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The problem with liquid chalk

If you have a bottle of liquid chalk nearby, take a look at the ingredients on the back. Chances are that it will have a number of ingredients listed, with at least one by the name of Rosin, Resin, Colophony, Thickener or Scent. Colophony, as this substance is most formally known, is the sap that is extracted from various types of conifer tree. It is a thick, sticky substance used for applications, such as floor polishes and varnish.

What’s Wrong with Resin?

A critical issue for climbers is that the use of resins in liquid chalks means that these resins build up over time on the surface to which they are applied. This is detrimental to the quality of holds, as well as deteriorating the quality of grip in other sports. Holds can quickly become a significantly higher grade as this glass-like resin buildup reduces the friction available.

Instead, opting for a resin-free liquid chalk means the only thing left on holds, is chalk. 

Why is Resin Added to Chalk?

Resin is added because it thickens the bottle's contents and reduces the amount of chalk that needs to go into the bottle. It is in effect a cheap filler for liquid chalks. It acts as an emulsifier, but is a very unnecessary one as a single shake is normally sufficient before using a resin-free chalk.

Allergic Reactions

Like the buildup on surfaces, resin can also get left on the hands after use, which presents a skin allergy risk. As such, in the European Union alone, all products containing more than 1% colophony have to be labeled with an allergy warning due to this risk.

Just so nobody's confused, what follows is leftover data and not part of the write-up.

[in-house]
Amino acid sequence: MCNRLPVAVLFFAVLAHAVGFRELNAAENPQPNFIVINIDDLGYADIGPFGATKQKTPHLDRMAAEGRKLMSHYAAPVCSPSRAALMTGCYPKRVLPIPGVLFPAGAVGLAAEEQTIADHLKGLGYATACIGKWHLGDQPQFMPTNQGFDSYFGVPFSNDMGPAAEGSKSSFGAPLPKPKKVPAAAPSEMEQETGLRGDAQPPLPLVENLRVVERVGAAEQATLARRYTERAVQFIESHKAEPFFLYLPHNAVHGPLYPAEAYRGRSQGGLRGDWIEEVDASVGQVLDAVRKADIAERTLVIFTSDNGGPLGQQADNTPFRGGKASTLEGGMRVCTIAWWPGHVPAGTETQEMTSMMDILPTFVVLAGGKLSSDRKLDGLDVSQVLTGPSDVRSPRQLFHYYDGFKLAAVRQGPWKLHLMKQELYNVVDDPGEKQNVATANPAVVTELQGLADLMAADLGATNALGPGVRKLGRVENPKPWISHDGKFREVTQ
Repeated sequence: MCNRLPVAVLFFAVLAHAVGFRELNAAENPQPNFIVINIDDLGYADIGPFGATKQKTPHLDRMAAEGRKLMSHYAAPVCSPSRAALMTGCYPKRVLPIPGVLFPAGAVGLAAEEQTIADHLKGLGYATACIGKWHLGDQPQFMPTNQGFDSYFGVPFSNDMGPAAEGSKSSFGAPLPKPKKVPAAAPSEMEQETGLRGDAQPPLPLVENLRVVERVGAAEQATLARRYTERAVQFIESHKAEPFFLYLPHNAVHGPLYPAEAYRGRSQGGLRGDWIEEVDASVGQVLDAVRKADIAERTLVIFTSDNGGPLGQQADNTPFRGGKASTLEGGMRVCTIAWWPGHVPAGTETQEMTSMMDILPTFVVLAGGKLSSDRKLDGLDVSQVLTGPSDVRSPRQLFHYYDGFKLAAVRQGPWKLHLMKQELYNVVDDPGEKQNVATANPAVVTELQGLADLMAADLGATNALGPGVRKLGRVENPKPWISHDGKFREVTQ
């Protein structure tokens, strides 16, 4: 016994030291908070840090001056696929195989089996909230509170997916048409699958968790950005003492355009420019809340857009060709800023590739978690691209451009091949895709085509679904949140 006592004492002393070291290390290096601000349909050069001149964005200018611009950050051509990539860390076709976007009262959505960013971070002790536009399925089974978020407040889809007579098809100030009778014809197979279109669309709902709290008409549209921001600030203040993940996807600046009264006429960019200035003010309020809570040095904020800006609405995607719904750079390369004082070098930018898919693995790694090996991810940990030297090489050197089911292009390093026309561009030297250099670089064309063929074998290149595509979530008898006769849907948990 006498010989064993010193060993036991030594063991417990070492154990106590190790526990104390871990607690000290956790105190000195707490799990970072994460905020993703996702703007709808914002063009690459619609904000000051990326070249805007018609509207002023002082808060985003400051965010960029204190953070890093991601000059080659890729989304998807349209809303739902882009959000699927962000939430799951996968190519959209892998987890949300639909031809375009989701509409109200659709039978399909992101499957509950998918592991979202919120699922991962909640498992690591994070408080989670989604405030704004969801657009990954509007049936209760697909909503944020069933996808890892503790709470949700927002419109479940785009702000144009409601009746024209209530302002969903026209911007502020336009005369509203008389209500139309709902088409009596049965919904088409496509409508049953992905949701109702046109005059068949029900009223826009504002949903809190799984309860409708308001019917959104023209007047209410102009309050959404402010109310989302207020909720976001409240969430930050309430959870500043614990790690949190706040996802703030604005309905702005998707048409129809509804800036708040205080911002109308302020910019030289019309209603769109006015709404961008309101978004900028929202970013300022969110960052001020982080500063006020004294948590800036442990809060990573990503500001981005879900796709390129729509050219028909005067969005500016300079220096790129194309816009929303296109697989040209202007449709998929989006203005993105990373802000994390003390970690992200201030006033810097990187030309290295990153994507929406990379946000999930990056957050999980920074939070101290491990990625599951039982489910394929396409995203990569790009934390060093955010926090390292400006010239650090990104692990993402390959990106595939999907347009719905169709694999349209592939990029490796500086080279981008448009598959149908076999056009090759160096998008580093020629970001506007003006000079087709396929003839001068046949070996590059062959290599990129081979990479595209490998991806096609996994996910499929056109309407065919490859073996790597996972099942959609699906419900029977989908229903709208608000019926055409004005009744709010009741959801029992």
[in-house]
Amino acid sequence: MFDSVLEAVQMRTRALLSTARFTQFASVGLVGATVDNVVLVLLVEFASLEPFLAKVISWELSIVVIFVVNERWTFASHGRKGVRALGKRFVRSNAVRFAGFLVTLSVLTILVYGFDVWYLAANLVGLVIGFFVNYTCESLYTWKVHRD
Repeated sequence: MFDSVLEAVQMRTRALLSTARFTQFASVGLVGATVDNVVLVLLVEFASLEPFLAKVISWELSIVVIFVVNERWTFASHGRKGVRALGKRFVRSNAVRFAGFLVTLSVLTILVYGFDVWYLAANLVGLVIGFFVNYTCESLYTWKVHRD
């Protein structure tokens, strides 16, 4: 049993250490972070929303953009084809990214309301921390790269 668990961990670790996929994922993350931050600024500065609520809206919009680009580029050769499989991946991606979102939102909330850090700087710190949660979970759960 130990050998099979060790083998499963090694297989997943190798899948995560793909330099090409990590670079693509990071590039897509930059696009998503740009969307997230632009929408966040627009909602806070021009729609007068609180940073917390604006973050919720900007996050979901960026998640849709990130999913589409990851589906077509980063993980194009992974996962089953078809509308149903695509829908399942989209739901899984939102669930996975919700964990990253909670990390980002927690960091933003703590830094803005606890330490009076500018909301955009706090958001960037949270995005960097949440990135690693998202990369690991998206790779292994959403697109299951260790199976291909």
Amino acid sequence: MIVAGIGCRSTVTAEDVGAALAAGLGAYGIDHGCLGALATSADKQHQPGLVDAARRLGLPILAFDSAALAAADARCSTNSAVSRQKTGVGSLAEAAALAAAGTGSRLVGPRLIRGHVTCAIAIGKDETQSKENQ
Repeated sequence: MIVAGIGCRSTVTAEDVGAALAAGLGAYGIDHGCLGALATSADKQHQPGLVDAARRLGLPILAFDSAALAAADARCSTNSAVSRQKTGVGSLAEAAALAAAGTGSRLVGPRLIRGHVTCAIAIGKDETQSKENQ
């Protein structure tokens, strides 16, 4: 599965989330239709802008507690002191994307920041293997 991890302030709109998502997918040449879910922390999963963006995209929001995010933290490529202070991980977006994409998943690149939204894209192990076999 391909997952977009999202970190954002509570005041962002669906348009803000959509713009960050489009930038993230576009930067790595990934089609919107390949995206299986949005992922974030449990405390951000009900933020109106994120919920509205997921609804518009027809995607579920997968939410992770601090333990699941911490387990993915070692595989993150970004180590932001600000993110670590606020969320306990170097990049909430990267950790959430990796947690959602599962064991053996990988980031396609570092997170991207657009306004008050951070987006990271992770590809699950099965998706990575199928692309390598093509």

(we’ll spare you the image)

All Alcohol is not Created Equal

An extra consideration for climbers who want to minimise their footprint if the type of alcohol in their chalk. There are two types of alcohol that can go into liquid chalks. 

The first type, isopropyl alcohol, is the cheapest and by far most commonly used. It is made from propene, a crude oil derivative. 

The second type, ethanol, is alcohol made in the more traditional method of from distilling grains. It is a more expensive process (and hence is less commonly used), but is not derived from fossil fuels and is therefore a more natural and sustainable alcohol.


Unfortunately, it is not a labelling requirement to disclose which type is used, so you wont see which is in yours, but chances are it's the former.

Dr Chalk contains zero resin and only uses alcohol made from natural grains, with ultra fine magnesium carbonate for maximum grip.

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